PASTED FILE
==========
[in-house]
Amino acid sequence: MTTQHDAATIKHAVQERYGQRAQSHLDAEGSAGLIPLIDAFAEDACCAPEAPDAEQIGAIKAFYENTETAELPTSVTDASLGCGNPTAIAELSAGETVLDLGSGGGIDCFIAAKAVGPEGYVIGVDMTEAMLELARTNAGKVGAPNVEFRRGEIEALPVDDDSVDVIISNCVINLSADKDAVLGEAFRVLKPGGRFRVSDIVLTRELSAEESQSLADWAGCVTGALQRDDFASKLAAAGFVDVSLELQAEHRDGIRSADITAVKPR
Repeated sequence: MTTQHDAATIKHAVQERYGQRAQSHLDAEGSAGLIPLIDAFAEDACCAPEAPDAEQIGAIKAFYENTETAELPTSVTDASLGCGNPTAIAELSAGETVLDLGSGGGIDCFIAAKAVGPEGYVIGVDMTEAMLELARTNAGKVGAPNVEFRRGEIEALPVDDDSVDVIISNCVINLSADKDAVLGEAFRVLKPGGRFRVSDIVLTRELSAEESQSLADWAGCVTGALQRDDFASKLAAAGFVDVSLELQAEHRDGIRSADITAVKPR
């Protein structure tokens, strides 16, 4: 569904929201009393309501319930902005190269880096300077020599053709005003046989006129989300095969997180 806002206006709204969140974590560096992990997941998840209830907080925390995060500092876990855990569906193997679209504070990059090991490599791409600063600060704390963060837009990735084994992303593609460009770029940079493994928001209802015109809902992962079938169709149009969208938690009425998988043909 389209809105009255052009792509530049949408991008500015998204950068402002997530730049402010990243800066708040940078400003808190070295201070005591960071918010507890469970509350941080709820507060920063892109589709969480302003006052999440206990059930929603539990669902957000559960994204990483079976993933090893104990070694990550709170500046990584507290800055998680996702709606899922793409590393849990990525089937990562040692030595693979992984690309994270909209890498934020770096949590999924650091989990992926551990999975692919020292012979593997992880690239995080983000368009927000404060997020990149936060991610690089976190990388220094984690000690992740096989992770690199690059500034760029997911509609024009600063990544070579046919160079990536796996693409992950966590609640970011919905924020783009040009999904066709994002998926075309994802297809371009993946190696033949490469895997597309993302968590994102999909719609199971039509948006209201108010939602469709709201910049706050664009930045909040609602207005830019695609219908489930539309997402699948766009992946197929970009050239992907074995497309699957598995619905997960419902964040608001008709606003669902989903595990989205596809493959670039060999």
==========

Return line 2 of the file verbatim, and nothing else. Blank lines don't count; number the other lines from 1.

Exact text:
Amino acid sequence: MTTQHDAATIKHAVQERYGQRAQSHLDAEGSAGLIPLIDAFAEDACCAPEAPDAEQIGAIKAFYENTETAELPTSVTDASLGCGNPTAIAELSAGETVLDLGSGGGIDCFIAAKAVGPEGYVIGVDMTEAMLELARTNAGKVGAPNVEFRRGEIEALPVDDDSVDVIISNCVINLSADKDAVLGEAFRVLKPGGRFRVSDIVLTRELSAEESQSLADWAGCVTGALQRDDFASKLAAAGFVDVSLELQAEHRDGIRSADITAVKPR